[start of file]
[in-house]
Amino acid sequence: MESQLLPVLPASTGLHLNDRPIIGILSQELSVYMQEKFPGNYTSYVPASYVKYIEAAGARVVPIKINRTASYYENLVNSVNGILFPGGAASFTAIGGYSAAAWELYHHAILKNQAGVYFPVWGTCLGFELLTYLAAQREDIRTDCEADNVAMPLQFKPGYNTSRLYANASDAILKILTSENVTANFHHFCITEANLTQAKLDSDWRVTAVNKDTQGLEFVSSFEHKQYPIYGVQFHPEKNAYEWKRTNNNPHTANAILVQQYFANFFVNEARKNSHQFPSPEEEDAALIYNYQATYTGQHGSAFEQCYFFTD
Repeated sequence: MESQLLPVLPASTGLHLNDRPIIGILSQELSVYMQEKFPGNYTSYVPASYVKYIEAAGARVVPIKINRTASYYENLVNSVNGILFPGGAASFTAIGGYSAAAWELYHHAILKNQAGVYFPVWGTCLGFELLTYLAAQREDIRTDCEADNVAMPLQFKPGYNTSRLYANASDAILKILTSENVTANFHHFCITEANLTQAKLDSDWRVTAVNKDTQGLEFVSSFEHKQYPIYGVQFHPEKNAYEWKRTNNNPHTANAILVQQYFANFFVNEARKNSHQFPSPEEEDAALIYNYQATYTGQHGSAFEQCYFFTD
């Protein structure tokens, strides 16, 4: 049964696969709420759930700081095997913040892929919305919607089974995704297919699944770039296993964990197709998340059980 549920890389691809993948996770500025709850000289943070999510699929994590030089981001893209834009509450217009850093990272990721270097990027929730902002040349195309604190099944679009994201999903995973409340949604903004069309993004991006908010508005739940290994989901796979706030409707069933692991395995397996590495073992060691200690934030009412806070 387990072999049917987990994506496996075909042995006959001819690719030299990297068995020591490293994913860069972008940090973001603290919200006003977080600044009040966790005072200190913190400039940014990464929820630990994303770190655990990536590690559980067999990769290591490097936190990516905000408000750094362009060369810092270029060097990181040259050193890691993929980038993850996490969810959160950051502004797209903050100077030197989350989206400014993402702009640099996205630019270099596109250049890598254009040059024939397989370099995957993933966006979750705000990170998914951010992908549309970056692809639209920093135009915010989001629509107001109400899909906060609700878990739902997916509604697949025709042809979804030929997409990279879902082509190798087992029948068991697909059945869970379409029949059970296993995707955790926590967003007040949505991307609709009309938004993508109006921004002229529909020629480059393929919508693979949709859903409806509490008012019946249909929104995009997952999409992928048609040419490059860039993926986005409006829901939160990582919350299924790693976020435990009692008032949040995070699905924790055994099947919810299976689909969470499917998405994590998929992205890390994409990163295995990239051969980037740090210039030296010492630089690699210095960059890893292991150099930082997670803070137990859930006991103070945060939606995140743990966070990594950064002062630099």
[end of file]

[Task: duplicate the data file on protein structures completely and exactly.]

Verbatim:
[in-house]
Amino acid sequence: MESQLLPVLPASTGLHLNDRPIIGILSQELSVYMQEKFPGNYTSYVPASYVKYIEAAGARVVPIKINRTASYYENLVNSVNGILFPGGAASFTAIGGYSAAAWELYHHAILKNQAGVYFPVWGTCLGFELLTYLAAQREDIRTDCEADNVAMPLQFKPGYNTSRLYANASDAILKILTSENVTANFHHFCITEANLTQAKLDSDWRVTAVNKDTQGLEFVSSFEHKQYPIYGVQFHPEKNAYEWKRTNNNPHTANAILVQQYFANFFVNEARKNSHQFPSPEEEDAALIYNYQATYTGQHGSAFEQCYFFTD
Repeated sequence: MESQLLPVLPASTGLHLNDRPIIGILSQELSVYMQEKFPGNYTSYVPASYVKYIEAAGARVVPIKINRTASYYENLVNSVNGILFPGGAASFTAIGGYSAAAWELYHHAILKNQAGVYFPVWGTCLGFELLTYLAAQREDIRTDCEADNVAMPLQFKPGYNTSRLYANASDAILKILTSENVTANFHHFCITEANLTQAKLDSDWRVTAVNKDTQGLEFVSSFEHKQYPIYGVQFHPEKNAYEWKRTNNNPHTANAILVQQYFANFFVNEARKNSHQFPSPEEEDAALIYNYQATYTGQHGSAFEQCYFFTD
């Protein structure tokens, strides 16, 4: 049964696969709420759930700081095997913040892929919305919607089974995704297919699944770039296993964990197709998340059980 549920890389691809993948996770500025709850000289943070999510699929994590030089981001893209834009509450217009850093990272990721270097990027929730902002040349195309604190099944679009994201999903995973409340949604903004069309993004991006908010508005739940290994989901796979706030409707069933692991395995397996590495073992060691200690934030009412806070 387990072999049917987990994506496996075909042995006959001819690719030299990297068995020591490293994913860069972008940090973001603290919200006003977080600044009040966790005072200190913190400039940014990464929820630990994303770190655990990536590690559980067999990769290591490097936190990516905000408000750094362009060369810092270029060097990181040259050193890691993929980038993850996490969810959160950051502004797209903050100077030197989350989206400014993402702009640099996205630019270099596109250049890598254009040059024939397989370099995957993933966006979750705000990170998914951010992908549309970056692809639209920093135009915010989001629509107001109400899909906060609700878990739902997916509604697949025709042809979804030929997409990279879902082509190798087992029948068991697909059945869970379409029949059970296993995707955790926590967003007040949505991307609709009309938004993508109006921004002229529909020629480059393929919508693979949709859903409806509490008012019946249909929104995009997952999409992928048609040419490059860039993926986005409006829901939160990582919350299924790693976020435990009692008032949040995070699905924790055994099947919810299976689909969470499917998405994590998929992205890390994409990163295995990239051969980037740090210039030296010492630089690699210095960059890893292991150099930082997670803070137990859930006991103070945060939606995140743990966070990594950064002062630099």